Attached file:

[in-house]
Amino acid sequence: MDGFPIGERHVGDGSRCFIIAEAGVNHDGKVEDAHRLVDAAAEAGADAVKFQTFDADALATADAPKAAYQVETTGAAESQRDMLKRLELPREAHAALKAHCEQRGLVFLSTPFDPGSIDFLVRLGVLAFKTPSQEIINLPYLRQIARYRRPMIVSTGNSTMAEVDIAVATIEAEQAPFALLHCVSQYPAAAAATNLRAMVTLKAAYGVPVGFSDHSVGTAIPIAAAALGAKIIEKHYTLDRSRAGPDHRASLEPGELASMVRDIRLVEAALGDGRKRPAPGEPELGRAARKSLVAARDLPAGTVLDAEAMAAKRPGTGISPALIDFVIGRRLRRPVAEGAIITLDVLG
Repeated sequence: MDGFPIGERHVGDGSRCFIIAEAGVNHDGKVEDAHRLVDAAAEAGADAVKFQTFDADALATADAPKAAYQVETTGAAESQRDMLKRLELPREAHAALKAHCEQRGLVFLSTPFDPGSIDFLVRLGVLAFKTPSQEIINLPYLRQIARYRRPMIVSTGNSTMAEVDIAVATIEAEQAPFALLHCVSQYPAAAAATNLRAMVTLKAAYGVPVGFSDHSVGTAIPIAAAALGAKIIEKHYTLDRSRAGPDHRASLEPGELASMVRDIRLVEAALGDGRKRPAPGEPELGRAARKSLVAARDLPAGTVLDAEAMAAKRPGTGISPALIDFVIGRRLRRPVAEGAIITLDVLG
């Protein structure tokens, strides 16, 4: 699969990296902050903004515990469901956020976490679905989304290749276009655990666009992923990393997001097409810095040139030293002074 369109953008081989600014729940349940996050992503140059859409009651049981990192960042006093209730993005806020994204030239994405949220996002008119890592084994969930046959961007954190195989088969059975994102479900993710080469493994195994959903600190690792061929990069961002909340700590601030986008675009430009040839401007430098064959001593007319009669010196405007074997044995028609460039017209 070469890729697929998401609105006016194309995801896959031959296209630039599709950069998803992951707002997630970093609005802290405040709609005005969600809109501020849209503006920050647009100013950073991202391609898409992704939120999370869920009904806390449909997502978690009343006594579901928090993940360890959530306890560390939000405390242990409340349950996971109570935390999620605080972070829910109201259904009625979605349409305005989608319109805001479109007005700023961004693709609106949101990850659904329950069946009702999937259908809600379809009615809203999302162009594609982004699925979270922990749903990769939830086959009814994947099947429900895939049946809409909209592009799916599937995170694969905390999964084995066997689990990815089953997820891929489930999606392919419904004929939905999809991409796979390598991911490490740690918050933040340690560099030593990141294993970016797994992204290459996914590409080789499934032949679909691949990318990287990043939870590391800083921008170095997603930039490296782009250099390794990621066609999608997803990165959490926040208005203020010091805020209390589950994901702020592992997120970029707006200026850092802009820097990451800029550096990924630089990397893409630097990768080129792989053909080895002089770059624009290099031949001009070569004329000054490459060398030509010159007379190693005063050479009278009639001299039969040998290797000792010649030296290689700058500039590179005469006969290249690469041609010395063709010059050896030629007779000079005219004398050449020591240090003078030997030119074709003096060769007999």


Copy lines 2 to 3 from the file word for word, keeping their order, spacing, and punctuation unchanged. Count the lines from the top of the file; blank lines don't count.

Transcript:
Amino acid sequence: MDGFPIGERHVGDGSRCFIIAEAGVNHDGKVEDAHRLVDAAAEAGADAVKFQTFDADALATADAPKAAYQVETTGAAESQRDMLKRLELPREAHAALKAHCEQRGLVFLSTPFDPGSIDFLVRLGVLAFKTPSQEIINLPYLRQIARYRRPMIVSTGNSTMAEVDIAVATIEAEQAPFALLHCVSQYPAAAAATNLRAMVTLKAAYGVPVGFSDHSVGTAIPIAAAALGAKIIEKHYTLDRSRAGPDHRASLEPGELASMVRDIRLVEAALGDGRKRPAPGEPELGRAARKSLVAARDLPAGTVLDAEAMAAKRPGTGISPALIDFVIGRRLRRPVAEGAIITLDVLG
Repeated sequence: MDGFPIGERHVGDGSRCFIIAEAGVNHDGKVEDAHRLVDAAAEAGADAVKFQTFDADALATADAPKAAYQVETTGAAESQRDMLKRLELPREAHAALKAHCEQRGLVFLSTPFDPGSIDFLVRLGVLAFKTPSQEIINLPYLRQIARYRRPMIVSTGNSTMAEVDIAVATIEAEQAPFALLHCVSQYPAAAAATNLRAMVTLKAAYGVPVGFSDHSVGTAIPIAAAALGAKIIEKHYTLDRSRAGPDHRASLEPGELASMVRDIRLVEAALGDGRKRPAPGEPELGRAARKSLVAARDLPAGTVLDAEAMAAKRPGTGISPALIDFVIGRRLRRPVAEGAIITLDVLG